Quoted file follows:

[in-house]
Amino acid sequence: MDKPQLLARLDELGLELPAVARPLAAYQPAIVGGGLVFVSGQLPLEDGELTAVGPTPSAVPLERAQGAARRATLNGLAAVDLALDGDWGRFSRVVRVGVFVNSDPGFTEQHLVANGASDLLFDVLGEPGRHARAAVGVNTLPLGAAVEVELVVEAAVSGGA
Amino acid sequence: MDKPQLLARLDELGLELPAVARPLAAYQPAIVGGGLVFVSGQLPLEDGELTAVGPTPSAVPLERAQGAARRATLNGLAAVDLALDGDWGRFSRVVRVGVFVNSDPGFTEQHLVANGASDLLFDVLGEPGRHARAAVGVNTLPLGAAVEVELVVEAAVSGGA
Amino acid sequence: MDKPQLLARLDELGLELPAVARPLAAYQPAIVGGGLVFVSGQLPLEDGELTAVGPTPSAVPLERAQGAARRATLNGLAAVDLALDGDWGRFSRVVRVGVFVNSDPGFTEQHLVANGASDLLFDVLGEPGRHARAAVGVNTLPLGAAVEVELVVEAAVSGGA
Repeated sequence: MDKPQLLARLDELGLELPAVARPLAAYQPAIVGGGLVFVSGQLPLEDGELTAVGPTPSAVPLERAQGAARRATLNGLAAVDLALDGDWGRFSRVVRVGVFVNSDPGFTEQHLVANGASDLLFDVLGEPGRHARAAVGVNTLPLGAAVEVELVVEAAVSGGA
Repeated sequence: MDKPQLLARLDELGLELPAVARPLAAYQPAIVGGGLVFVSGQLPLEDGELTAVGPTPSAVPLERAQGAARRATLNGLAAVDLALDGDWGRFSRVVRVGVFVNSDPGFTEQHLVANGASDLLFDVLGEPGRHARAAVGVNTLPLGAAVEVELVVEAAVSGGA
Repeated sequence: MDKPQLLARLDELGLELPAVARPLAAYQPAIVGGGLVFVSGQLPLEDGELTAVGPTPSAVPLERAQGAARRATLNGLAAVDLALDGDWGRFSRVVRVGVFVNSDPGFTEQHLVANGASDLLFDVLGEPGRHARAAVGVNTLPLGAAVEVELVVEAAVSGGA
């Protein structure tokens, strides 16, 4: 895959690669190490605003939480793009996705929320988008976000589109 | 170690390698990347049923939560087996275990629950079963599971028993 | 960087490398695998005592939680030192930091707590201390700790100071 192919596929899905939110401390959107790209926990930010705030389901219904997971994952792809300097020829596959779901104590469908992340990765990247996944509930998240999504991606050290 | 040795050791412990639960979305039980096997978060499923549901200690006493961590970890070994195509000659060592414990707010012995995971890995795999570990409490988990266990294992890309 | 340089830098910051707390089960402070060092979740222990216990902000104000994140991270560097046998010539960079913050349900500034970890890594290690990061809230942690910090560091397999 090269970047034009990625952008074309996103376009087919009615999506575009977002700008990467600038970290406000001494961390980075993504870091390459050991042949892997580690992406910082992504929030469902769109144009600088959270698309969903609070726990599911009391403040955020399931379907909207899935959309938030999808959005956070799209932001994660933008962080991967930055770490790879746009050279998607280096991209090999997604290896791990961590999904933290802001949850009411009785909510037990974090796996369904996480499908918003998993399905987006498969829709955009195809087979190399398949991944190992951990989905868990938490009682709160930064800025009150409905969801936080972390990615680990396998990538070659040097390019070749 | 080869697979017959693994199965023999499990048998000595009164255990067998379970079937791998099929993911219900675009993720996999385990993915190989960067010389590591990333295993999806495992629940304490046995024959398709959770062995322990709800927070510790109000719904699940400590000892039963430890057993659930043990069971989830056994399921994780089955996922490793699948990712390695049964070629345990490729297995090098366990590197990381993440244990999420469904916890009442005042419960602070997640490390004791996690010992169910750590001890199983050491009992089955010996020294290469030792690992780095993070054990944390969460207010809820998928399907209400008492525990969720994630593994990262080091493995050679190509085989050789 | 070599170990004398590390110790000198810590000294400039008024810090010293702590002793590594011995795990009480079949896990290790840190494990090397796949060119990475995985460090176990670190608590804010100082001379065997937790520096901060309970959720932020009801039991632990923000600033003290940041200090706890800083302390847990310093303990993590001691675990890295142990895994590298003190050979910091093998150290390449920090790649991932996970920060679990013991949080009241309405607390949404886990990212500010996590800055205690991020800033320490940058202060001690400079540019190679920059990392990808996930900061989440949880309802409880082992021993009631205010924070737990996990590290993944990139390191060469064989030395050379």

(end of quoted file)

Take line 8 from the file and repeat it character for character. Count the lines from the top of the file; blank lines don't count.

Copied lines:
């Protein structure tokens, strides 16, 4: 895959690669190490605003939480793009996705929320988008976000589109 | 170690390698990347049923939560087996275990629950079963599971028993 | 960087490398695998005592939680030192930091707590201390700790100071 192919596929899905939110401390959107790209926990930010705030389901219904997971994952792809300097020829596959779901104590469908992340990765990247996944509930998240999504991606050290 | 040795050791412990639960979305039980096997978060499923549901200690006493961590970890070994195509000659060592414990707010012995995971890995795999570990409490988990266990294992890309 | 340089830098910051707390089960402070060092979740222990216990902000104000994140991270560097046998010539960079913050349900500034970890890594290690990061809230942690910090560091397999 090269970047034009990625952008074309996103376009087919009615999506575009977002700008990467600038970290406000001494961390980075993504870091390459050991042949892997580690992406910082992504929030469902769109144009600088959270698309969903609070726990599911009391403040955020399931379907909207899935959309938030999808959005956070799209932001994660933008962080991967930055770490790879746009050279998607280096991209090999997604290896791990961590999904933290802001949850009411009785909510037990974090796996369904996480499908918003998993399905987006498969829709955009195809087979190399398949991944190992951990989905868990938490009682709160930064800025009150409905969801936080972390990615680990396998990538070659040097390019070749 | 080869697979017959693994199965023999499990048998000595009164255990067998379970079937791998099929993911219900675009993720996999385990993915190989960067010389590591990333295993999806495992629940304490046995024959398709959770062995322990709800927070510790109000719904699940400590000892039963430890057993659930043990069971989830056994399921994780089955996922490793699948990712390695049964070629345990490729297995090098366990590197990381993440244990999420469904916890009442005042419960602070997640490390004791996690010992169910750590001890199983050491009992089955010996020294290469030792690992780095993070054990944390969460207010809820998928399907209400008492525990969720994630593994990262080091493995050679190509085989050789 | 070599170990004398590390110790000198810590000294400039008024810090010293702590002793590594011995795990009480079949896990290790840190494990090397796949060119990475995985460090176990670190608590804010100082001379065997937790520096901060309970959720932020009801039991632990923000600033003290940041200090706890800083302390847990310093303990993590001691675990890295142990895994590298003190050979910091093998150290390449920090790649991932996970920060679990013991949080009241309405607390949404886990990212500010996590800055205690991020800033320490940058202060001690400079540019190679920059990392990808996930900061989440949880309802409880082992021993009631205010924070737990996990590290993944990139390191060469064989030395050379």